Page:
Comic Reviews: Batman #51 and Batman ’66 Meets Archie #1!
Batman #51 (DC Comics)
Tom King continues to put the Dark Knight into new and interesting places, and nowhere is that more apparent than in Batman #51, which puts Bruce Wayne into a situation we’ve never seen him in before: jury duty. Partnered with artist Lee Weeks, the latest issue of Batman doesn’t directly tie into the events of the previous “wedding” issue, but it does feature some truly remarkable moments that could go down as a new classic Batman story.
When Bruce Wayne is called into Jury Duty, it’s an inconvenience. Since he can’t go out on patrol while on duty, he has Dick Grayson filling in for him. But when the trial he’s on is one that involves not only Mr. Freeze, but also features Batman’s interference heavily, it starts to weigh an incredible toll on Bruce Wayne’s soul. Is being the Batman worth it? Is he doing the right thing in fighting his war on crime the way that he is? Is the recent turmoil in his love life affecting his methods in a more brutal way? And is Mr. Freeze actually innocent of the crimes Batman made him confess to?
None of these questions are directly answered here, but it’s a credit to Tom King for finding a very unique way for Bruce Wayne to have this crisis of the soul. We’ve seen him question his methods before, but never in such an entertaining backdrop like jury duty. Surrounded by regular citizens of Gotham, Wayne sticks out like a sore thumb, and King wisely limits his dialogue to just a series of quick sentences. But it’s what Bruce doesn’t say that really sticks out in this issue, as his silence speaks volumes.
This issue wouldn’t be as effective without Lee Weeks’ art. Even though he’s a new player to King’s run unlike other Batman artists Clay Mann or Mikel Janin, Weeks’ art is still just as good as those two, even if it is distinctly different. The silences in King’s script allow Weeks to really let loose, with extremely effective emotional beats and subtle body language ticks from Wayne when he’s around the other jurors. It may not be an action packed issue, but Weeks’ art is proof that it doesn’t really have to be when the art is this great.
It’s a testament to Tom King’s talents as a writer that he’s still finding new and interesting ways to put Batman into different predicaments this long into his run. Typically a lot of writers would have either lost steam or left the book by now, but King is using his longevity on the title to really dig into the idea of Batman, and make us, and Bruce Wayne, question his methods. While there’s only a few vague nods to the events that happened in the previous issue, it’s used in a way to make you understand exactly where Batman is coming from in his moments against Freeze, and it’s done in such a way that you wonder if Batman has truly gone too far. And if you’re questioning it, and Bruce Wayne is also questioning it, then maybe he has.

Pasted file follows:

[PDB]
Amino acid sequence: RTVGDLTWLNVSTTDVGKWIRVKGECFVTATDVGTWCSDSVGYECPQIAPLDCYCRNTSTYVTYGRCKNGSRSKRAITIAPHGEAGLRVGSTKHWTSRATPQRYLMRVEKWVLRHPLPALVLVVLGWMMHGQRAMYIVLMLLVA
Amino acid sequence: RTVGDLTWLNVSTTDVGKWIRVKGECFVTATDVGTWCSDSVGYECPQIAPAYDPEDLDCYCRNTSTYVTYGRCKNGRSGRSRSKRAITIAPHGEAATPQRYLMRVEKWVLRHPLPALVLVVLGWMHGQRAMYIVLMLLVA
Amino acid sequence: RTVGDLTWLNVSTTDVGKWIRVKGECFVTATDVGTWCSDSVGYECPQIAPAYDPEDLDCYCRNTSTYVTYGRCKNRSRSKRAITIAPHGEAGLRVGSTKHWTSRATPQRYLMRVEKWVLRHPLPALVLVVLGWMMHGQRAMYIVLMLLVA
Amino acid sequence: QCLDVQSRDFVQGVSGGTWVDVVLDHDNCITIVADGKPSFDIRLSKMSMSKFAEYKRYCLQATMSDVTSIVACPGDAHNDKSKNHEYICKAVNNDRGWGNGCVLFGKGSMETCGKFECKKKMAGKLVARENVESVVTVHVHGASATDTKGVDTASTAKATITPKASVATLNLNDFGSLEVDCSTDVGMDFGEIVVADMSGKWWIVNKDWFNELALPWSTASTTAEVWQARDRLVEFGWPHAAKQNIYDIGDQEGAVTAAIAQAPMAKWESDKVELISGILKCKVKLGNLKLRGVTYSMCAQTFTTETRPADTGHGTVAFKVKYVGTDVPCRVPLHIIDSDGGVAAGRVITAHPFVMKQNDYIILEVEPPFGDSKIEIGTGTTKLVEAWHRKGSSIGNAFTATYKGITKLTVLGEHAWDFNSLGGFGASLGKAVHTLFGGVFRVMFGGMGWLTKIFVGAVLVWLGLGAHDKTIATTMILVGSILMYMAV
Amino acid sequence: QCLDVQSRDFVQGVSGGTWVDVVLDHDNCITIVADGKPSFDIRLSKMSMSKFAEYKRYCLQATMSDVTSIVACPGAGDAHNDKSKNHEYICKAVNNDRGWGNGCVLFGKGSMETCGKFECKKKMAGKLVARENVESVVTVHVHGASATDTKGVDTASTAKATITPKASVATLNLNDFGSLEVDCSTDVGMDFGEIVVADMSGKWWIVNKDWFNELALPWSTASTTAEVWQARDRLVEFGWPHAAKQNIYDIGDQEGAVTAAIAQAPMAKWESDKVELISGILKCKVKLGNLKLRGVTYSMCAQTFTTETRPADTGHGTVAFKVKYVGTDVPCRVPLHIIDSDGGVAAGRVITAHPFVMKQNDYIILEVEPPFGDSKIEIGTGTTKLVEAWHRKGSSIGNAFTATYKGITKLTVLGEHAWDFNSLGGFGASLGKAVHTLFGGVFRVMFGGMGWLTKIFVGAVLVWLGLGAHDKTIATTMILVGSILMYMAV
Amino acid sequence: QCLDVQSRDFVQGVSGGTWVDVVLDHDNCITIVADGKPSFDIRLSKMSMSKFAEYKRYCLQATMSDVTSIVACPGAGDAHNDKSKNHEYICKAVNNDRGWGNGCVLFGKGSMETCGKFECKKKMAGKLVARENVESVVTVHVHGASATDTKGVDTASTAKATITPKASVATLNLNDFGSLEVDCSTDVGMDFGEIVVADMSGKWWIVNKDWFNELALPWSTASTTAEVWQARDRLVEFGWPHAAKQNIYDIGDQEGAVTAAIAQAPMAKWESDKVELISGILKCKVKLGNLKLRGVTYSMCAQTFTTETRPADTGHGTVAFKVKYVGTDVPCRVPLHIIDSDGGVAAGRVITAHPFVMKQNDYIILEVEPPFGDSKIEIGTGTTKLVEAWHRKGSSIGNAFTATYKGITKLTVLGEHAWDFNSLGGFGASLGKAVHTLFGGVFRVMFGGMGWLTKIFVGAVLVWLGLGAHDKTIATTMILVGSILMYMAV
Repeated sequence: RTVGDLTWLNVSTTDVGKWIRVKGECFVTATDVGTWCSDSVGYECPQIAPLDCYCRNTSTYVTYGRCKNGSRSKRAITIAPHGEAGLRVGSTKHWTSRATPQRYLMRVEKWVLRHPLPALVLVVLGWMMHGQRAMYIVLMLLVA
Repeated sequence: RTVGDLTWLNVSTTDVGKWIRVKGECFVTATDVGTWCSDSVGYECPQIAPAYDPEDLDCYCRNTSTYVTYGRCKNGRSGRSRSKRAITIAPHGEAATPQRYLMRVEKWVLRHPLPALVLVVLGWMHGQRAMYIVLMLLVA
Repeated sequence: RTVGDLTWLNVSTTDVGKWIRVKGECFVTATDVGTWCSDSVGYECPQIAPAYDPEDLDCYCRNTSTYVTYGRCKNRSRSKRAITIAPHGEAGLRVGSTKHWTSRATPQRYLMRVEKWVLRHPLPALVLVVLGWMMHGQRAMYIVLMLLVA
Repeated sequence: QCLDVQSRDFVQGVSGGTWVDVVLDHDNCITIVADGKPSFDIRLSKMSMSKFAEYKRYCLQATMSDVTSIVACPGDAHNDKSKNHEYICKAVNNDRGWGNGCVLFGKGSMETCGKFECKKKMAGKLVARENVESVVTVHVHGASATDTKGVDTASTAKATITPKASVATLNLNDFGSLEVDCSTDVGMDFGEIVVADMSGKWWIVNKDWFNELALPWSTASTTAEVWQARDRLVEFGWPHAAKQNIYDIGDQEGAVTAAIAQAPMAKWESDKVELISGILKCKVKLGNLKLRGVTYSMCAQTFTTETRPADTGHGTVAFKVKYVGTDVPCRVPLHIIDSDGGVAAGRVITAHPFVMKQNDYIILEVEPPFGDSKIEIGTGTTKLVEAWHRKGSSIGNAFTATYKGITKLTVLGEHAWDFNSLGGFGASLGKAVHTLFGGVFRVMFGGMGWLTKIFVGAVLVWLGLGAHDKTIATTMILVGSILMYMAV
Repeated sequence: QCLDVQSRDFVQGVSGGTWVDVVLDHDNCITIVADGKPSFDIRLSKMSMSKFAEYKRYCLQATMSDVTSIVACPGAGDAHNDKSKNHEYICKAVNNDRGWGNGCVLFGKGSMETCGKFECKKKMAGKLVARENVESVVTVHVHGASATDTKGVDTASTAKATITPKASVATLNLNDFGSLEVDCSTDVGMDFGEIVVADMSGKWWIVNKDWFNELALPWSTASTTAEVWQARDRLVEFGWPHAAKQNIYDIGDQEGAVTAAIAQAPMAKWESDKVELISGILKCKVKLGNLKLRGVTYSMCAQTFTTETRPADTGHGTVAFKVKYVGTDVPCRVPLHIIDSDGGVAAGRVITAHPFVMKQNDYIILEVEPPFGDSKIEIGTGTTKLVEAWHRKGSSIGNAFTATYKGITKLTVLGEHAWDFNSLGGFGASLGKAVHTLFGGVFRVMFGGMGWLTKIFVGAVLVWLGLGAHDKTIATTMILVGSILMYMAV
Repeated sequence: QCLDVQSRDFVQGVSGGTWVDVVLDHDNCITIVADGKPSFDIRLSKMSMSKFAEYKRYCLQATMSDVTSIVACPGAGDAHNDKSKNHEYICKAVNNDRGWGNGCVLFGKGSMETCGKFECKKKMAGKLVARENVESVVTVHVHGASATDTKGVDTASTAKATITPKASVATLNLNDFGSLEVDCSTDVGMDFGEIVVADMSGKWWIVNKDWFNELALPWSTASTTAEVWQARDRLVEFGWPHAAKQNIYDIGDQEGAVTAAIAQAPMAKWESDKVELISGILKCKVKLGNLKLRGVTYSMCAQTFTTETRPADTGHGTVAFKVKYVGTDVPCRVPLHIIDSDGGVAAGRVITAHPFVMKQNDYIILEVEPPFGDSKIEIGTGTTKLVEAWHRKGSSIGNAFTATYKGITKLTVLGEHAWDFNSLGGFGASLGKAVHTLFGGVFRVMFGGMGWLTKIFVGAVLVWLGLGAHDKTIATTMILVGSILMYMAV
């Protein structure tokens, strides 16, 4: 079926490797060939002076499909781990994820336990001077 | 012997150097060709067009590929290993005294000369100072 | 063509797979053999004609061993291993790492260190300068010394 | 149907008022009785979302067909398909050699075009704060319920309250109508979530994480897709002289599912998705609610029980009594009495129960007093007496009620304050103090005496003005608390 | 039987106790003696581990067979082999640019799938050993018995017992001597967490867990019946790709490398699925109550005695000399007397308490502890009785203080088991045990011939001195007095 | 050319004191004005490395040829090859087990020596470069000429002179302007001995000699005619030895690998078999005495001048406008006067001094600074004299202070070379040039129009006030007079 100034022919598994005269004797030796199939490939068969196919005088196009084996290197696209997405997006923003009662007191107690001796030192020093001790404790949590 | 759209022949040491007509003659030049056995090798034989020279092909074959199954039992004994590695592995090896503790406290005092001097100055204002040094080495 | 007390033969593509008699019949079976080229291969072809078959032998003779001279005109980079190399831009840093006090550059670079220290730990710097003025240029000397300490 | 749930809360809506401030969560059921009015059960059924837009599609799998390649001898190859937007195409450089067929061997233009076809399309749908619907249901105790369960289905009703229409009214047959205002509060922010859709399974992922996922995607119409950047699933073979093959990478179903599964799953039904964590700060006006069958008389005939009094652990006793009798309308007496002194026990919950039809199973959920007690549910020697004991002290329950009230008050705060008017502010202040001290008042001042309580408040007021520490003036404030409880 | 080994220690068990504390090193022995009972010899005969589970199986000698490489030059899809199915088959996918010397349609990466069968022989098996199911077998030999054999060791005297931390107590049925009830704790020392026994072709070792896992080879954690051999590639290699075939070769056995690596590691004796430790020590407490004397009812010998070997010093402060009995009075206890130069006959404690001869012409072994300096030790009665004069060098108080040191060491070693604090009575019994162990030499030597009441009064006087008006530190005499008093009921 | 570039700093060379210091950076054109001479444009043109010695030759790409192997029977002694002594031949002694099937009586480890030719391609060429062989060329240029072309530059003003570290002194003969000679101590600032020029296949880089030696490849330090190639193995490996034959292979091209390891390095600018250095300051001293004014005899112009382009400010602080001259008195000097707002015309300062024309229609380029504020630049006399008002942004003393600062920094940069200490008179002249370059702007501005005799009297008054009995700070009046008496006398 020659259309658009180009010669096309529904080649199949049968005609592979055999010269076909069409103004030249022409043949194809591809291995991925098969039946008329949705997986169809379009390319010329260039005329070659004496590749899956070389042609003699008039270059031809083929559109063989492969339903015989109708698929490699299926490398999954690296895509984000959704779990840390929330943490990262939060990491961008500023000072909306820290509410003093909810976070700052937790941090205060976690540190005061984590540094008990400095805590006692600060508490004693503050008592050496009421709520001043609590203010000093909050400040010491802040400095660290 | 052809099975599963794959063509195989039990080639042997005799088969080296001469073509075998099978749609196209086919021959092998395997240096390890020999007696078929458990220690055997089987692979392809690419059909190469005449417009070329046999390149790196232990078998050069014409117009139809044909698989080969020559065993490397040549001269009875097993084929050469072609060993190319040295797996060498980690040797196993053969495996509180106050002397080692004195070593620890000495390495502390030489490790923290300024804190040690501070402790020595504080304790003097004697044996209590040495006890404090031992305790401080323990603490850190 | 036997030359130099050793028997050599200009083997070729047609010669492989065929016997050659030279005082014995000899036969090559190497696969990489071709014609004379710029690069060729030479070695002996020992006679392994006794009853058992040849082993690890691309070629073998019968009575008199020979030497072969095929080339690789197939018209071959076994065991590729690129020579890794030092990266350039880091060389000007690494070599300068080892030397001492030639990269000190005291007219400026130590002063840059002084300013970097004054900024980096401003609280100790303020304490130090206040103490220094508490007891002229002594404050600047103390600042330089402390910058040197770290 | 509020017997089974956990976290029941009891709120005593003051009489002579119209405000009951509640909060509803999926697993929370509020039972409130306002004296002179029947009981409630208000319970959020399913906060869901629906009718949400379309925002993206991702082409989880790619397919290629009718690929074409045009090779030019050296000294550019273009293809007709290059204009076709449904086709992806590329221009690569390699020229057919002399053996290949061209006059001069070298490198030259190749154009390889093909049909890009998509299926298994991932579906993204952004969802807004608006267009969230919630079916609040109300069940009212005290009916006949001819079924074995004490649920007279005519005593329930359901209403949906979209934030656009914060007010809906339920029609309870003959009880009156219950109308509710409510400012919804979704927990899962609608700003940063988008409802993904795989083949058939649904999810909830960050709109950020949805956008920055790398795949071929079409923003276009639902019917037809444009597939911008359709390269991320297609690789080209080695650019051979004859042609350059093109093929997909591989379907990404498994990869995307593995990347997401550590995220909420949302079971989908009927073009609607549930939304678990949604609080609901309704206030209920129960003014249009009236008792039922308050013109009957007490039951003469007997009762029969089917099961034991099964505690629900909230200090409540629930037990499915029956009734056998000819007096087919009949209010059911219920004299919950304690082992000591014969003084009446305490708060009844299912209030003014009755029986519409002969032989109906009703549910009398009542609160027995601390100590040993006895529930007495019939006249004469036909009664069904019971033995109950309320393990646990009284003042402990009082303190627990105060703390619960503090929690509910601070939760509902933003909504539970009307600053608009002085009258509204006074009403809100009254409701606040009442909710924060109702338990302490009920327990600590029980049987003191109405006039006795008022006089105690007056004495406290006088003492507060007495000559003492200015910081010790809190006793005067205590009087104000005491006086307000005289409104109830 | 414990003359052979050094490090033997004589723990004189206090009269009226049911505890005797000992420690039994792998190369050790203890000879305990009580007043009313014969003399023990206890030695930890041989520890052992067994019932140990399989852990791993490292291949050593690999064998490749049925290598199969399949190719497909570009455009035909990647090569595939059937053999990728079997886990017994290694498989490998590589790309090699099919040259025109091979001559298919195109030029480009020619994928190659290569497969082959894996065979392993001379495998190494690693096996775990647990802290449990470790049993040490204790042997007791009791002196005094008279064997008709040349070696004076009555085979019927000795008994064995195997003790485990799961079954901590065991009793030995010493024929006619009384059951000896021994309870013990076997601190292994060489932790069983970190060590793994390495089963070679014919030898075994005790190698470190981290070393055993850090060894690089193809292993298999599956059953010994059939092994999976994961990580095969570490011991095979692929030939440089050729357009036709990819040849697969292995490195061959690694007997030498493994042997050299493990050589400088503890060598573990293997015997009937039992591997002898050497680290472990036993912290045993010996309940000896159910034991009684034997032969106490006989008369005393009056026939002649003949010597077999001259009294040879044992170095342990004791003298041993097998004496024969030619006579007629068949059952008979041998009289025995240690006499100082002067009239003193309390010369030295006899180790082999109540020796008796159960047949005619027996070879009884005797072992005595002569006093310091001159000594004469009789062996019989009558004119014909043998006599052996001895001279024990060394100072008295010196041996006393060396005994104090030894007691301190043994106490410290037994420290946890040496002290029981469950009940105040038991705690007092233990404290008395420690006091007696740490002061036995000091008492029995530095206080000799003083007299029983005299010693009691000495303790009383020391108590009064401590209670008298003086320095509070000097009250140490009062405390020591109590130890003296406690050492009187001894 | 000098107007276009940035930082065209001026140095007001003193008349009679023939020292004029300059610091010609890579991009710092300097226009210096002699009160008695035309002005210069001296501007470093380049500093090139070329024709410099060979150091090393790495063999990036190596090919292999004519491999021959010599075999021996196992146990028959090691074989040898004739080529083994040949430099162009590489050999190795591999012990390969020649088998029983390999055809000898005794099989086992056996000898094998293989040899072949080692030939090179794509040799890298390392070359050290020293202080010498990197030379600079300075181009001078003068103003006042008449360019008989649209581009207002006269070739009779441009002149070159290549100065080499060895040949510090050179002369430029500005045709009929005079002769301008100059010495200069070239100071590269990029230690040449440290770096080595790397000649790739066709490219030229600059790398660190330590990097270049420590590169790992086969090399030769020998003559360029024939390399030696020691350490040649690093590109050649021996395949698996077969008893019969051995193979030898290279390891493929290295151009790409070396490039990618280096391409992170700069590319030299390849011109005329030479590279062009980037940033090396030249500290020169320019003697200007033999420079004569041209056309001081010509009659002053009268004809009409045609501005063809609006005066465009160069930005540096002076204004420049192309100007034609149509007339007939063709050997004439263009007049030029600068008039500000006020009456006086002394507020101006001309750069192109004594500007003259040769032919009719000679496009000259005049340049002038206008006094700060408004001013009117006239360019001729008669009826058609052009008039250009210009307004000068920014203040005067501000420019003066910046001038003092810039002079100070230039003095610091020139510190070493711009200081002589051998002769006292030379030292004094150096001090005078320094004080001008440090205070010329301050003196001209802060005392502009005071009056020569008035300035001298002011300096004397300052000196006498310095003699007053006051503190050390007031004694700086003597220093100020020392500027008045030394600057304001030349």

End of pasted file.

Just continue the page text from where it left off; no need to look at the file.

Batman ’66 Meets Archie #1 (of 6) (DC Comics)
The Adam West Batman has gotten a lot of mileage out of DC in recent years. First, he met the Green Hornet in a sequel to the old crossover episode from the classic show. Then, he met the Linda Carter Wonder Woman. But now, he’s met America’s oldest teenager, and things will never be the same, for the Caped Crusader has now met Archie, and he’s going to need his help to clean up Riverdale in Batman ’66 Meets Archie, written by Jeff Parker and Michael Moreci and drawn by classic Archie artist Dan Parent.
Tired of being lumped in with other, “lesser villains”, the main four baddies from the classic TV show (namely The Joker, Penguin, The Riddler, and Catwoman), decide that they should set their sights on somewhere less well-known than Gotham, but still full of riches for them to steal. Settling on Riverdale, the four set off their plan, and when Veronica Lodge’s father is the first to fall under the criminal’s thrall, she sends out a radio transmission that reaches the only people who could help her: Batman and Robin!
Simply put, this issue is a lot of fun. I have a pretty big soft spot for the original Batman TV show, and Jeff Parker and Michael Moreci nail the tone of that series. From the narration boxes that mimic the announcer of the old show to the spot on dialogue for Batman and Robin, the two have a lot of fun with the Batman side of the book, but the Archie side is a little less fun, as it reads more like a regular Archie book (which now that I think about it, is probably the point).
Dan Parent is no stranger for longtime Archie fans, with a style that is pretty much synonymous with the “classic” look of that world. It’s no surprise that his art for the Archie sequences are great, but I was very pleasantly surprised by how great his art was for this type of Batman as well. While it’s not as realistic as some of the other Batman ’66 comics, Parent’s cartoony style still works really well with this type of story, and its actually kind of cool to see well-known versions of the ’66 characters done in the style of Archie.
If you’ve read any of the previous Archie crossovers or Batman ’66 comics, you’ll find a lot to like with this crossover. And even if you’ve never checked out either of the those titles before, you’ll find that this issue is a lot of fun. It’s a little cheesy, sure, but that’s also the charm of both the Batman TV show and Archie comics. In all honesty, I’m surprised no one thought of combining these two worlds earlier.
Posted on July 18, 2018, in Comic book reviews, Comic reviews and tagged Adam West Batman, Archie, Archie Comics, Batman, Batman '66, Batman '66 Meets Archie, Bob Parent, DC Comics, Jeff Parker, Lee Weeks, Michael Moreci, Tom King. Bookmark the permalink. Leave a comment.